Originally Posted by claireauriga
One thing I don't understand - you were describing how his body might start to drift while walking along the track around the arena. If his shoulder is drifting in, does this mean his head is coming in too? If so, wouldn't a little tug (I say tug, I don't mean pulling hard, just rolling my hand back a little) cause him to turn inwards? I'm not really sure how all that works.
Well, this explanation will be a bit more complicated...so don't feel discouraged if it doesn't all make sense to you. I see you've only been riding for three months and you talk like you've been riding for much longer than that, so don't worry about understanding this. It will come!
Enough chit chat! Generally, when the shoulders drift in to the middle, leaving the haunches on an outside track, the inside shoulder is bulging (to the inside). This is either due to too much outside rein, unintentionally asking the horse to counter bend (bend to the outside), or disrespect for the inside leg aid. You should be able to tell which is the case by where the head is positioned in relation to the shoulders. If the head is to the outside, but the shoulder is to the inside, that means the outside rein is overbearing and is more active than the inside leg is, thus asking the horse to flex his neck to the outside. If this is, indeed, the case, then a simple loosening of the outside rein, inside rein check (which will realign the shoulders) and continuing to bump with the inside leg will remedy it quickly. On the other hand, if he simply doesn't respect the inside leg, he'll show it blatantly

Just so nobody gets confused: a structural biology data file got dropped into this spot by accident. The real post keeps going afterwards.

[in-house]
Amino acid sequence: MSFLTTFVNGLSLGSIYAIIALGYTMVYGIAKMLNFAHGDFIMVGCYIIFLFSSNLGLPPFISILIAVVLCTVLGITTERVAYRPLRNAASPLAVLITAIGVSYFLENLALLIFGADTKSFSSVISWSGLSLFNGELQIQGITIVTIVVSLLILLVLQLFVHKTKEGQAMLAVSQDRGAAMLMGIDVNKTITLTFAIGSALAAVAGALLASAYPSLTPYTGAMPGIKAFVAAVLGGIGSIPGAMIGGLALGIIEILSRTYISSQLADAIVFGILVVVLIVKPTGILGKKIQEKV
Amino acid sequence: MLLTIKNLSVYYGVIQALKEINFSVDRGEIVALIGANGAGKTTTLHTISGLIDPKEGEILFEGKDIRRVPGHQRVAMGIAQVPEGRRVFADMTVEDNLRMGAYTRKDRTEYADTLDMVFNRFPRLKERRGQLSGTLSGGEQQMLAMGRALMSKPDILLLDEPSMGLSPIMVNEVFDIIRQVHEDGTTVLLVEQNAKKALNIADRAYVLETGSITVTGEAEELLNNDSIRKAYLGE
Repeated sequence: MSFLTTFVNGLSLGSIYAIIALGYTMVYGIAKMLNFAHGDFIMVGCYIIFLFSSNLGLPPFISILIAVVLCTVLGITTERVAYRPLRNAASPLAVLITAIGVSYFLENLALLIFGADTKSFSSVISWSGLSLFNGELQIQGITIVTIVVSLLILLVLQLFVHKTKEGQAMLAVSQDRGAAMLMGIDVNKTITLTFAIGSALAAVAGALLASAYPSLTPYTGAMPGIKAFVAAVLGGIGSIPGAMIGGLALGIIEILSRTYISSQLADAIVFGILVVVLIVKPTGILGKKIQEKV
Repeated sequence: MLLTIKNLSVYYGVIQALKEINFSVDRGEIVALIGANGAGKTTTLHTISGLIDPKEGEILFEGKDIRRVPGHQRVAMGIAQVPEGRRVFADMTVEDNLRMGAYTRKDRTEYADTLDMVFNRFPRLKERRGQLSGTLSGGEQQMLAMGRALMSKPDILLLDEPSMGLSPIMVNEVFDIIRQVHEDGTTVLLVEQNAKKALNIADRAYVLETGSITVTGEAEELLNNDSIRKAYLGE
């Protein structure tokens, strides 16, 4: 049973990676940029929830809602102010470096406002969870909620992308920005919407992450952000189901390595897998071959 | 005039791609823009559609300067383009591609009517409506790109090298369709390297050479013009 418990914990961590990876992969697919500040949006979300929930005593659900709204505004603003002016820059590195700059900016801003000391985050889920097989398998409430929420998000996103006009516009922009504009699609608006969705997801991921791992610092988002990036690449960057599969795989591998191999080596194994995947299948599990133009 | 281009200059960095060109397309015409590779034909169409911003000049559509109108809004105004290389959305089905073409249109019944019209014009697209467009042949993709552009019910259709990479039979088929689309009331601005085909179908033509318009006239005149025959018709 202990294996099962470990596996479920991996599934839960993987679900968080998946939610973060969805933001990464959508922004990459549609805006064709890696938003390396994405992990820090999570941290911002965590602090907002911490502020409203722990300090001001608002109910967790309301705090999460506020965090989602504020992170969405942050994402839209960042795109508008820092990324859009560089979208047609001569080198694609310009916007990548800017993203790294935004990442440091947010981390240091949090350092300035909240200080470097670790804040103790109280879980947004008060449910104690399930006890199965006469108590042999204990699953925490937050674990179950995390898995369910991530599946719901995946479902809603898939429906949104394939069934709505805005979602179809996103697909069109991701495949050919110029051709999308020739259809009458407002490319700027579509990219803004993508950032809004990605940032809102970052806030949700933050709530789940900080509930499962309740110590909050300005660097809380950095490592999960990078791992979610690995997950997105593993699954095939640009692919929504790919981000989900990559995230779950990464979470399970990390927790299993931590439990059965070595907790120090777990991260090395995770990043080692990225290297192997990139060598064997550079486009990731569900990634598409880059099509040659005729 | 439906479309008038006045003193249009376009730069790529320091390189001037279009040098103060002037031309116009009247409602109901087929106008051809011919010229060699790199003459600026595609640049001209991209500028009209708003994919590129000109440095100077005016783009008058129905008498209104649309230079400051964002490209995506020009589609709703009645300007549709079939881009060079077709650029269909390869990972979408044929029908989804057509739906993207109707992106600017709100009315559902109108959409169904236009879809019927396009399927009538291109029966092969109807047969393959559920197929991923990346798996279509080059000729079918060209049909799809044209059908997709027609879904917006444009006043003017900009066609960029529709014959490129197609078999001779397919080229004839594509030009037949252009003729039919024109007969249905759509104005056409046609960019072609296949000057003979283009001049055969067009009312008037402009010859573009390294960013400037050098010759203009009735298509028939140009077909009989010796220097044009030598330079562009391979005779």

by pushing his shoulder to the inside as well as his entire head and neck. And this is very rude, in case you didn't catch my drift (unless, of course he's never been taught, but that's a whole 'nother story). The easiest way to fix this problem is to bump/pull with the inside rein straight back to your inside hip to encourage his inside shoulder back into place, create an opening outside rein (hold arm out to the side and pull rein from there) to allow space for his outside shoulder to swing back into place and bump, bump, bump or even kick with the inside leg until he's back on the rail with the proper bend (then release!!).
So sorry to overload you, but you'll catch on quickly enough. You seem like a pretty smart, interactive rider. And I also know what you mean about not having your own horse to ride whenever you want. It does make learning and picking things up and little more of a challenge, but think of it as having a variety of horses to learn new things on. Most people who own horses don't have that luxury.